Marketplace’s Andrew Bouve did the math and found out that Walmart would need to raise the average pay of its cashiers, for example, from an estimated $8.81 an hour to $13.63 an hour for them to no longer be eligible for food stamps. The overall cost of such a raise would be $4.8 billion, or 28.2 percent of the company’s profits. The company could also pass these costs to the consumers by raising its prices by 1.4 percent on average.

It’s not likely that Walmart would be interested in any of this. If you listen to the company’s comments on Marketplace’s series, you learn that Walmart thinks that there’s nothing wrong with the salaries it pays. “It’s really not where you start; it's where you end up,” David Tovar, Walmart’s vice president of communications explained, adding that the number of Walmart employees on food stamps is a reflection of the state of the U.S. economy, including the country’s growing food stamp use.

Tovar may be right, but isn’t it also a result of the low wages Walmart pays to many of its employees? After all, even in the retail business you can pay entry-level employees higher salaries and still be very successful as Costco proves, paying $11.50 to $12 per hour to starting hourly workers, with increases in pay after just 800 hours of work.

And what about Walmart’s overall approach to food stamps? “We would love nothing more than a day when we didn't have to have programs like that,” Tovar told Marketplace. I believe Tovar really means it, but I’m not sure if it reflects the company’s overall approach to food stamps given that they may represent over 4 percent of the company’s sales.

You can find an indication of Walmart’s dependence on food stamps in its latest Wal-Mart's 10-K report, issued late last month. As Michael Hiltzik reported on LA Times, among the material risk factors Walmart disclosed to its share holders you can find "changes in the amount of payments made under the Supplement Nutrition Assistance Plan and other public assistance plans, (and) changes in the eligibility requirements of public assistance plans."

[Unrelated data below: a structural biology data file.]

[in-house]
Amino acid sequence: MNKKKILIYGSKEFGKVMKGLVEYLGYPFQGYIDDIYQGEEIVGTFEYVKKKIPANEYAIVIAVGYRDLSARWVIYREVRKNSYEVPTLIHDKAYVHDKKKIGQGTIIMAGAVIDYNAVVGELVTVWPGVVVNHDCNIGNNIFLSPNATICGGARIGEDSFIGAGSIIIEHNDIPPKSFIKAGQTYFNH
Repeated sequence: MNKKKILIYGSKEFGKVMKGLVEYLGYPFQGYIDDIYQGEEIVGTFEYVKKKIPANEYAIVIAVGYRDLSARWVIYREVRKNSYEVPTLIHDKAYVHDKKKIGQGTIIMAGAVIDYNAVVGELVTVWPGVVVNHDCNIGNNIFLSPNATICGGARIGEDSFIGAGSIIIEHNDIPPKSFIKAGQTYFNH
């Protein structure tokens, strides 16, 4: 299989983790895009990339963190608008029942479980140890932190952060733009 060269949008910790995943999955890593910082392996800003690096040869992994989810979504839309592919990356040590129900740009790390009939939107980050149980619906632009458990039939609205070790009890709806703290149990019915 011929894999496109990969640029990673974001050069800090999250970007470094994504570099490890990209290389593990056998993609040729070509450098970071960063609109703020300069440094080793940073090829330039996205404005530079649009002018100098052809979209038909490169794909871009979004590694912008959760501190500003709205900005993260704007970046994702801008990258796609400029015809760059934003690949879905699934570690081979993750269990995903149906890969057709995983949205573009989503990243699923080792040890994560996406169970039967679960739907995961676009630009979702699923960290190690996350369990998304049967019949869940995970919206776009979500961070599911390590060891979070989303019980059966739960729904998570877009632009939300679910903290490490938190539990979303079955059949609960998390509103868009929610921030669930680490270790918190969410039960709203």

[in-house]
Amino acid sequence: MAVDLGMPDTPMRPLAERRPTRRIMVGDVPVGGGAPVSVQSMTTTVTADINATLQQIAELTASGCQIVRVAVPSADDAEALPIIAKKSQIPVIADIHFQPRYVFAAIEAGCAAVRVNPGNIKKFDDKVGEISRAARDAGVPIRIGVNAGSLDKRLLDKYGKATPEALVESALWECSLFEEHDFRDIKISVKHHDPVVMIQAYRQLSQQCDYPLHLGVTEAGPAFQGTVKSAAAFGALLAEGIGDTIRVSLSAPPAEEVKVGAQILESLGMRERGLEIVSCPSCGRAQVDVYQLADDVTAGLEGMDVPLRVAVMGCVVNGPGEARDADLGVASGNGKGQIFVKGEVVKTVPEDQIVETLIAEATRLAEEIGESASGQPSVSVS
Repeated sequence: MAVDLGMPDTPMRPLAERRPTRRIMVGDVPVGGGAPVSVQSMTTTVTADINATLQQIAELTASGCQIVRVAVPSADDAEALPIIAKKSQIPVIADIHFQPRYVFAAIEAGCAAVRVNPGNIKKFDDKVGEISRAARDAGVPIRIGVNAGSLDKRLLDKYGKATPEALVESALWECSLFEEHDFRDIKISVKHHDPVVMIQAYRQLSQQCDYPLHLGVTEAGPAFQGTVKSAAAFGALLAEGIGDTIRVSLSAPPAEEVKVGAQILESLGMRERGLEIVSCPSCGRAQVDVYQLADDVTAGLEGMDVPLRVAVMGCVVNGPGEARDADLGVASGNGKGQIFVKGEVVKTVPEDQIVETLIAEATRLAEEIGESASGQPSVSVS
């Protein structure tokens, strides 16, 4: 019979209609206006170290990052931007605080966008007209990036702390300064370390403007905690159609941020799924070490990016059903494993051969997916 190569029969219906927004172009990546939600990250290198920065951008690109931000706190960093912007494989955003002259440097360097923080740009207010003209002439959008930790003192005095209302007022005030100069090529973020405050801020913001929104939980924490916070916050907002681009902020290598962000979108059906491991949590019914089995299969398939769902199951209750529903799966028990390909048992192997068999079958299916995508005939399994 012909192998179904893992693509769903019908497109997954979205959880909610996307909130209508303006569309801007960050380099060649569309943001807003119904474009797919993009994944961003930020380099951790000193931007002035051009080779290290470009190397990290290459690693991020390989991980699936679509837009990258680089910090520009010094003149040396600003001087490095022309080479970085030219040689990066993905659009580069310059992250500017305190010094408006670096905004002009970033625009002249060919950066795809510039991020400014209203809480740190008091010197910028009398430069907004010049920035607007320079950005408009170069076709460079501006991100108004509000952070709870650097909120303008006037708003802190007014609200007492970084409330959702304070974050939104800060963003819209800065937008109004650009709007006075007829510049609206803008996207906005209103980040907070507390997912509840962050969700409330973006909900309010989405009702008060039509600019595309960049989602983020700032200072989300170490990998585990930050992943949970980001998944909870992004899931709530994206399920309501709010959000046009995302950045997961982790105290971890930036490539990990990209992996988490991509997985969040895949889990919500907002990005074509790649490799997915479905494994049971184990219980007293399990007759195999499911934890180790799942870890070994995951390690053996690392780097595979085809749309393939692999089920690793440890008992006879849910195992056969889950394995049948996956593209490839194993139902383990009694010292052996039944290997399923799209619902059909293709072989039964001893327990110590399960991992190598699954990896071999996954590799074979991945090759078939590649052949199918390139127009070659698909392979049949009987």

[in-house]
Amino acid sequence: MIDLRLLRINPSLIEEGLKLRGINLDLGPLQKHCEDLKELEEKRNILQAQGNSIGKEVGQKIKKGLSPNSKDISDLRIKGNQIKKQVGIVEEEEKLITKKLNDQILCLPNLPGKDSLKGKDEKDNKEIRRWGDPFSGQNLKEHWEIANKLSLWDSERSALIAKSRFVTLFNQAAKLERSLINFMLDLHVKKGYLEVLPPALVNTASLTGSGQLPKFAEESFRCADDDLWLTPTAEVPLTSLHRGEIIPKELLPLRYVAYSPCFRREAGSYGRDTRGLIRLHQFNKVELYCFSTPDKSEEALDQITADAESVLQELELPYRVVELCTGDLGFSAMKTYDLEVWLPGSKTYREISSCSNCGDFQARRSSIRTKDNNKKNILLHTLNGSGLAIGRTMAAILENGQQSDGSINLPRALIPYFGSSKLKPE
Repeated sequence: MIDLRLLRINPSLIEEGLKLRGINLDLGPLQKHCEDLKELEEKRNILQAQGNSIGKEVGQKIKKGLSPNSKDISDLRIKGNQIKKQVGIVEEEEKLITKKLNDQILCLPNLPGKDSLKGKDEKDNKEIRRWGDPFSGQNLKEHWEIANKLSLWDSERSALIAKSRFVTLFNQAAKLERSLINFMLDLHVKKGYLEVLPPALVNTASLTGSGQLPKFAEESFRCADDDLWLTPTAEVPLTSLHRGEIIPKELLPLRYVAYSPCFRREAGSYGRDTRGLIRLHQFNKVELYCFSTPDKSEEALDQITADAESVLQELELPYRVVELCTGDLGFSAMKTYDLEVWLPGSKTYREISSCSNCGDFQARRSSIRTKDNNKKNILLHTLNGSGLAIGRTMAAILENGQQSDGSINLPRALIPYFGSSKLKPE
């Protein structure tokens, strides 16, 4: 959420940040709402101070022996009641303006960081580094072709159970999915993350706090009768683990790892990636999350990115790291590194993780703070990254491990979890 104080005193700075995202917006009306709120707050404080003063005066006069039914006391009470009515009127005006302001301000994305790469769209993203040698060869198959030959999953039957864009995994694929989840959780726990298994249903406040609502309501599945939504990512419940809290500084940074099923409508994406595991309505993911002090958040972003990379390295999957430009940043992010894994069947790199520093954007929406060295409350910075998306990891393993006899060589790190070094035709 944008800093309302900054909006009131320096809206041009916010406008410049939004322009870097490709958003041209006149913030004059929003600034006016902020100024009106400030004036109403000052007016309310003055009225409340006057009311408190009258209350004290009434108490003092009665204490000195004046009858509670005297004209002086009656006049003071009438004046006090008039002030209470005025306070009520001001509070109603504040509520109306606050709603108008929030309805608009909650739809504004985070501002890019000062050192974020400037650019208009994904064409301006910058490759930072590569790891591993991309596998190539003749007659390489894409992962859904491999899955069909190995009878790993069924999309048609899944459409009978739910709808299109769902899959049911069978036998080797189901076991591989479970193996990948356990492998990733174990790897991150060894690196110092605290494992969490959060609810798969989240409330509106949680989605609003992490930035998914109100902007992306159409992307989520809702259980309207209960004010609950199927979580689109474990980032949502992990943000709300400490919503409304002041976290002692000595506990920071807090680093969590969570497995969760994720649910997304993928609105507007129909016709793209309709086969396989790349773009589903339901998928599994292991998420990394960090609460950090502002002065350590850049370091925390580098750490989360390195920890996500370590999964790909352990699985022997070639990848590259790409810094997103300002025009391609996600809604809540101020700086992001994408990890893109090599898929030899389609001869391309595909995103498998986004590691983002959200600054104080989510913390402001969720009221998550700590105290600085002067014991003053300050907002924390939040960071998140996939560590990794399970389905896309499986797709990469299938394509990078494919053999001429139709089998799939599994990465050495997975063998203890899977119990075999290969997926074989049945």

So while Walmart might say it hopes to see the day we don’t need food stamps anymore, it seems like it is actually worried about such a day and its consequences on the company's bottom line. The fact that Walmart also contributes to this trend with about 245,000 of its employees receiving food stamps also calls into question its corporate responsibility claims.

A company that believes to have the responsibility to lead should show at the very least how it helps its employees make ends meet without the assistance of food stamps.  Until then I would take its claim to have a “responsibility to lead” with a grain of salt.

Image credit: Thomas Hawk, Flickr Creative Commons

Raz Godelnik is an Assistant Professor of Strategic Design and Management at Parsons The New School of Design. You can follow Raz on Twitter.

Raz Godelnik headshotRaz Godelnik

Raz Godelnik is an Assistant Professor and the Co-Director of the MS in Strategic Design & Management program at Parsons School of Design in New York. Currently, his research projects focus on the impact of the sharing economy on traditional business, the sharing economy and cities’ resilience, the future of design thinking, and the integration of sustainability into Millennials’ lifestyles. Raz is the co-founder of two green startups – Hemper Jeans and Eco-Libris and holds an MBA from Tel Aviv University.